Crime numbers up in P.G. in 2010
She still disagrees with a Maclean's magazine article that called her community Canada's most dangerous city, however Prince George's top cop isn't glossing over fresh numbers that show crime is still on the rise here.
"Do we have a problem? Yes. But is it to the degree of other places? I would say no," RCMP Supt. Brenda Butterworth-Carr remarked Monday at a press conference where she revealed overall crime statistics in Prince George were up by five per cent year-over-year in 2010.
Most notably, nine murders were recorded in and around the city last year, triple the figure from 2009. Police have laid charges in five of the nine slayings, and the superintendent said seven of those murders were "directly related to gangs and organized crime."
She said for the past 18 to 24 months, Prince George has dealt with the "fallout" from organized crime figures being displaced here from other parts of the province, particularly the Lower Mainland. And she expects crime statistics to continue increasing for a similar amount of time as local Mounties step up efforts to get the problem under control.
In 2010, police here dealt with a total of 134 weapon offences (up 29 per cent from 2009) and 528 drug offences (up eight per cent). Butterworth-Carr said those files are most often associated with organized crime and the increases are largely "self-generated, because we've specifically gone out and those type of offences."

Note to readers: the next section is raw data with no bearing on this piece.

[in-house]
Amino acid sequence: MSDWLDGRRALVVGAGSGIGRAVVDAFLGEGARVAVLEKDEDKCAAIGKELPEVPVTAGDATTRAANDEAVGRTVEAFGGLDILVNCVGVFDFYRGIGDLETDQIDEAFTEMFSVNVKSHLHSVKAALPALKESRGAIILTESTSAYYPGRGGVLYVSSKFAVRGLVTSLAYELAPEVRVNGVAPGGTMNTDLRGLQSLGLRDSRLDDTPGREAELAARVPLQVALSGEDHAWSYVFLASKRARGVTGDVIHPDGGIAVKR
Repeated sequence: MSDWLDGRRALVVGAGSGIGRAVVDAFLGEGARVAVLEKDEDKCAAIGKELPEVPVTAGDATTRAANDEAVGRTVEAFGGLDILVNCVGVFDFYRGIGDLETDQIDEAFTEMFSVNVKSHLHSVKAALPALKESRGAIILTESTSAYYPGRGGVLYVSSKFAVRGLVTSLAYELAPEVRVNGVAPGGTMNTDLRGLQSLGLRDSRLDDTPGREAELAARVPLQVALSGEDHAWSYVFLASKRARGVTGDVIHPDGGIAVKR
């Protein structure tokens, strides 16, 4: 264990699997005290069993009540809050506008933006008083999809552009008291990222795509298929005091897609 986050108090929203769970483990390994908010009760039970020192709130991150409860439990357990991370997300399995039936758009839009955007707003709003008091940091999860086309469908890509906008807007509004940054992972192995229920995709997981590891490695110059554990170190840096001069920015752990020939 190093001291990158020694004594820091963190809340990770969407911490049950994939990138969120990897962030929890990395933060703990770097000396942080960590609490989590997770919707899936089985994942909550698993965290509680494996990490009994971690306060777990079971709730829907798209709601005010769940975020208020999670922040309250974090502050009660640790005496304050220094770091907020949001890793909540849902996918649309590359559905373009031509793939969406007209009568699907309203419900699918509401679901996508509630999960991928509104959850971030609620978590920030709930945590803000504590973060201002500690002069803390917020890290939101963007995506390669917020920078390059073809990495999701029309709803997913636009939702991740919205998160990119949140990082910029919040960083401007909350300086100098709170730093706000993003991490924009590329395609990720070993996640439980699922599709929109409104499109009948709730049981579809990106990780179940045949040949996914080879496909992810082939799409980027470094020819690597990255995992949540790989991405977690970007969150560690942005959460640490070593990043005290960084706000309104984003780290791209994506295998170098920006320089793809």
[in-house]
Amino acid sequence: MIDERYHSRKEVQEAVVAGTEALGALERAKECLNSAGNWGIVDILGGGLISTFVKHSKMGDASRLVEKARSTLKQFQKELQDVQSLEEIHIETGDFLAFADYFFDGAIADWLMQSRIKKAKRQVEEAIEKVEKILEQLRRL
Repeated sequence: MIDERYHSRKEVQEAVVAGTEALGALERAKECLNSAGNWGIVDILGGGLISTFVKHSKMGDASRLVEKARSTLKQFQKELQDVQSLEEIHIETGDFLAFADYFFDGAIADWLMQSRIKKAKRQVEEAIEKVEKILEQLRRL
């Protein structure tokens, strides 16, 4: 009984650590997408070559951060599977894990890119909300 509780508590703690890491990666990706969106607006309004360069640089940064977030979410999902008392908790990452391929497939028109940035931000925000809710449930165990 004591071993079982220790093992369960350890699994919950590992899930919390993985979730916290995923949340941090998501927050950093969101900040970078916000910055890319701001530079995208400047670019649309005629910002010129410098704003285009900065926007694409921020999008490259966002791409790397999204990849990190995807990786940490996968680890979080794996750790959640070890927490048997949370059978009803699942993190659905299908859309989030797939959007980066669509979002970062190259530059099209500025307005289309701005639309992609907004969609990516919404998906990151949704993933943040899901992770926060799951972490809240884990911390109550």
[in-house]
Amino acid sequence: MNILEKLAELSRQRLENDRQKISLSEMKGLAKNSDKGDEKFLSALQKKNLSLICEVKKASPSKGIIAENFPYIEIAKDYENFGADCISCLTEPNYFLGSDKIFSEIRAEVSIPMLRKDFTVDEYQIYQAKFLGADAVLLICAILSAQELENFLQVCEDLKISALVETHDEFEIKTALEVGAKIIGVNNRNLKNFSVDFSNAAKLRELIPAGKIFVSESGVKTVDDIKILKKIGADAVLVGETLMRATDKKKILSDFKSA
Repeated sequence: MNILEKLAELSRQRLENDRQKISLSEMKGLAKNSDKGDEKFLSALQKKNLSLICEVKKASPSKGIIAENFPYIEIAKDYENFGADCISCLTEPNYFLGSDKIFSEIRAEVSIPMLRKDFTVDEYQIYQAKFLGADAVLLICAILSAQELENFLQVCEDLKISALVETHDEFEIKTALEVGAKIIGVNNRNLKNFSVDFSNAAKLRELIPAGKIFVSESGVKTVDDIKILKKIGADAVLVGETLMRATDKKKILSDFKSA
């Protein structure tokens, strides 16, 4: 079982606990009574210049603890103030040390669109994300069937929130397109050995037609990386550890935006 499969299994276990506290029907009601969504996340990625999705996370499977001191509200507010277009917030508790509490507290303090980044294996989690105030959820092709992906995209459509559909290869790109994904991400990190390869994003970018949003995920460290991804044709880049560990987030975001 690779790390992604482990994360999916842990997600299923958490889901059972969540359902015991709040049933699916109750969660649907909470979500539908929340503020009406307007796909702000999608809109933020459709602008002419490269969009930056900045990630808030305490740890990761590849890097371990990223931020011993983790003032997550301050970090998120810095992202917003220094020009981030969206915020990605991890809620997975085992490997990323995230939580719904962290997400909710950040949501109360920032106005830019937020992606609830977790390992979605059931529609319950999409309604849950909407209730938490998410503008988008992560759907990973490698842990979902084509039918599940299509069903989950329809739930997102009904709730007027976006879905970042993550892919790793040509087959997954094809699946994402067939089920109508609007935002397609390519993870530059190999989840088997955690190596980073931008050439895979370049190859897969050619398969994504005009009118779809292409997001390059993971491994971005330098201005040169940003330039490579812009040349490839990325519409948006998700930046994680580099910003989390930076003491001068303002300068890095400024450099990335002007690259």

Mayor Dan Rogers said it's no longer acceptable for communities to deal with criminals simply by running them out of town, and he called for more co-operation at a provincial level.
"We need to think bigger than just our own municipal boundaries," he urged. "We need to think, 'How we can co-ordinate and get at the heart of what's driving this criminal activity?"
Locally, Rogers continued, city council has made community safety "one of our top priorities," with a focus on prevention and intervention.
About 95 per cent of the Prince George detachment's files were generated within city limits, where Mounties recorded a total of 12,373 offences in 2010, versus 11,733 in 2009.
Last year in the city, police handled 94 sexual assaults (up 18 per cent) and 789 break and enters (up five per cent). Conversely, the city saw a 50-per-cent decline in aggravated assaults with six, and a six-per-cent decrease in impaired driving files with 238.
Butterworth-Carr noted "there is always a little room for error" in crime statistics based on the way Mounties code their files and apply their resources, "but for the most part, they're fairly accurate."